S.K. Ghose, J.
1. This appeal arises out of a suit for recovery of Khas possession of a tank on establishment of the plaintiff's title thereto. The plaintiff's case is that the tank is the debutter property of an idol. Hare Krishna, the last shebait, being unable to perform his duties, the plaintiff was appointed shebait in 1325 B.S. and since then he had been in possession of the tank, but he was dispossessed by the defendant in 1331, B.S. Hence the suit. The defence of defendant 1 was that the tank was the personal property of Sital Bairagi a previous shebait, that Hare Krishna let out the tank to defendant 1 the raiyati right on 29th Bhadra 1326 B.C., and that since then he had been in possession. The learned Munsiff who tried the suit found that Hare Krishna executed a lease of the tank in suit in favour of the defendant on 29th Bhadra 1326 B.S. vide Ex. A. He thought that probably the tank was the personal property of Sital Bairagi; but he considered that even if it were debutter property, the lease was binding on the plaintiff for it was not a permanent, but only an ordinary raiyati, settlement. Further he found that the defendant had re-excavated the tank and made certain improvements which were necessary. Taking all these facts into consideration the learned Munsiff thought that the lease was binding upon the plaintiff. The learned District Judge on appeal did not interfere with the trial Court's finding that the defendants had satisfactorily proved that Hare Krishna had executed pattah Ex. A. But the learned District Judge held that the tank was debutter property dedicated to the worship of the idol. He then proceeded to construe the document Ex. A and he held that by it a permanent interest was created in favour of defendant 1, and finding that no legal necessity had been made out, he thought that the lease was not binding upon the plaintiff. He accordingly allowed the appeal and decreed the suit. Hence this appeal by defendant 1.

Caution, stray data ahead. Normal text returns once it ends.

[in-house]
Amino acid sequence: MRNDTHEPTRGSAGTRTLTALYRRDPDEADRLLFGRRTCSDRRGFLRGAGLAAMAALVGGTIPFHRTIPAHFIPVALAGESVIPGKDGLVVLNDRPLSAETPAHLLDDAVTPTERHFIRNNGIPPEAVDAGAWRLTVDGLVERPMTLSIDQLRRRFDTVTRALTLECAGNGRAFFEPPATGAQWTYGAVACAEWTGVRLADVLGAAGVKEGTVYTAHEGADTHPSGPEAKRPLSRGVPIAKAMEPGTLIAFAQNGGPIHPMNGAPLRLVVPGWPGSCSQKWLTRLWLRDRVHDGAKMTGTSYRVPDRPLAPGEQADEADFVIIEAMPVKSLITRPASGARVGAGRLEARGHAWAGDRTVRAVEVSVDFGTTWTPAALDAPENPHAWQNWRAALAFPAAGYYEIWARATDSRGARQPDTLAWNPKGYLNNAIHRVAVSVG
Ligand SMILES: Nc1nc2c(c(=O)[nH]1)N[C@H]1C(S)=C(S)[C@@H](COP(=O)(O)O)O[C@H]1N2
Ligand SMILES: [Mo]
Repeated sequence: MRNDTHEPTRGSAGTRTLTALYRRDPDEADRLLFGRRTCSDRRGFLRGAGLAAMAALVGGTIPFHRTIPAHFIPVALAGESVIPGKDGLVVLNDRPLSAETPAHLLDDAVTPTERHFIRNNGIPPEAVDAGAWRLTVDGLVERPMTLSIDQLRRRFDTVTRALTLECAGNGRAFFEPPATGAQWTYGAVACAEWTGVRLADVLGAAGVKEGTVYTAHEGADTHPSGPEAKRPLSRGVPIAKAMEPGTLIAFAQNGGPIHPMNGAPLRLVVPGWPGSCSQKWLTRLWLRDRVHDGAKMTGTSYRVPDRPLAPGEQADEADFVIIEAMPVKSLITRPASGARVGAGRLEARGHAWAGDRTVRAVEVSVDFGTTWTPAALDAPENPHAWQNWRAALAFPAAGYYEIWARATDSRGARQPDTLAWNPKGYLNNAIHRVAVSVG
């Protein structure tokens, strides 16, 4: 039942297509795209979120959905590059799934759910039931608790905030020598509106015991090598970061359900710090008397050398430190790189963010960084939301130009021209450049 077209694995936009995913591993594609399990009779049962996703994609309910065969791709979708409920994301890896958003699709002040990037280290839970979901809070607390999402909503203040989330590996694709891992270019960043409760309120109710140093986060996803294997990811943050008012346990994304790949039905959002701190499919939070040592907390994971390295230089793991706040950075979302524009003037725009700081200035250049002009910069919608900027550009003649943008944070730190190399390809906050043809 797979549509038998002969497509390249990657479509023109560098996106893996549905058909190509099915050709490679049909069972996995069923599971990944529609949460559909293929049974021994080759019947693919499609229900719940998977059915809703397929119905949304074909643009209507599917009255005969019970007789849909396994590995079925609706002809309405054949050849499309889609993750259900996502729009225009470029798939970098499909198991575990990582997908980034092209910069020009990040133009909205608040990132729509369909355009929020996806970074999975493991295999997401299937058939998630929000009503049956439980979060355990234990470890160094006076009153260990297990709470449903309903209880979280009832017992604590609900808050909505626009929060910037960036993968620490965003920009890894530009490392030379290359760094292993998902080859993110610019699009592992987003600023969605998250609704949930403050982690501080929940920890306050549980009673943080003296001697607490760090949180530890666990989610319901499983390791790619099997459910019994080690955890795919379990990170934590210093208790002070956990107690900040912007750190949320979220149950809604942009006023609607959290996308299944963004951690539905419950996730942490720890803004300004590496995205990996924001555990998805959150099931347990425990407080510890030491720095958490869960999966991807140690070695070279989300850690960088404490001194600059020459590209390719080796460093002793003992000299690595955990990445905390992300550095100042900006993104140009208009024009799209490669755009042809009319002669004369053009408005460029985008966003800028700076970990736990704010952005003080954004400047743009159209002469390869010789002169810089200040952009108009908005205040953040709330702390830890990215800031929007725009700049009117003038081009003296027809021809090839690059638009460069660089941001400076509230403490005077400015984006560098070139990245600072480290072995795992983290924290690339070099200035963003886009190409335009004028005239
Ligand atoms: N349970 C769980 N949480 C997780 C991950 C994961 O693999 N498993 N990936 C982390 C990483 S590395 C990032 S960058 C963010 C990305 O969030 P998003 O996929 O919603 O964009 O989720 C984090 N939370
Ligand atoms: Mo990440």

2. The principal point that is raised in this appeal is that the Court of appeal below placed an entirely erroneous construction on the lease Ex. A, that it, should be held that the grant made in that document was that of the rights of an occupancy raiyat, and that it was within the competence of the shebait to make such a grant. It is pointed out that the learned District Judge has put a wrong construction upon the word 'niyamita' which he has taken to mean settled or fixed; whereas the proper meaning of this word is regular, implying that the rent should he paid regularly. The actual words in the lease are these (in Bengaly). I consider that the contention on behalf of the appellants is correct. The material portion of the document may be translated as follows:
you having taken raiyati settlement of the land mentioned below and having dug a tank and you having now prayed for taking settlement thereof without any fixed term I have granted your prayer. Accordingly you having paid me Rs. 10 as najar selami for the said tank, and I having received the said money do hereby execute this patta without any fixed term. You shall pay to my office every year an annual jama of annas eight for the said tank. No objection as to payment of rent will be entertained without dakhilas. You will pay the rent according to the kists mentioned below. If you make default in paying any instalment I shall be entitled be realise an interest of Rs. 3-2 par cent per mensem with damages and costs and you will be bound to pay, and will be entitled to enjoy the (land) from son to grandson and other heirs with rights of gift and sale by paying rent regularly in respect of the said land. My sons and grandsons or any other heirs will not be entitled to object thereto. If anybody does so hi objections will be disallowed by law.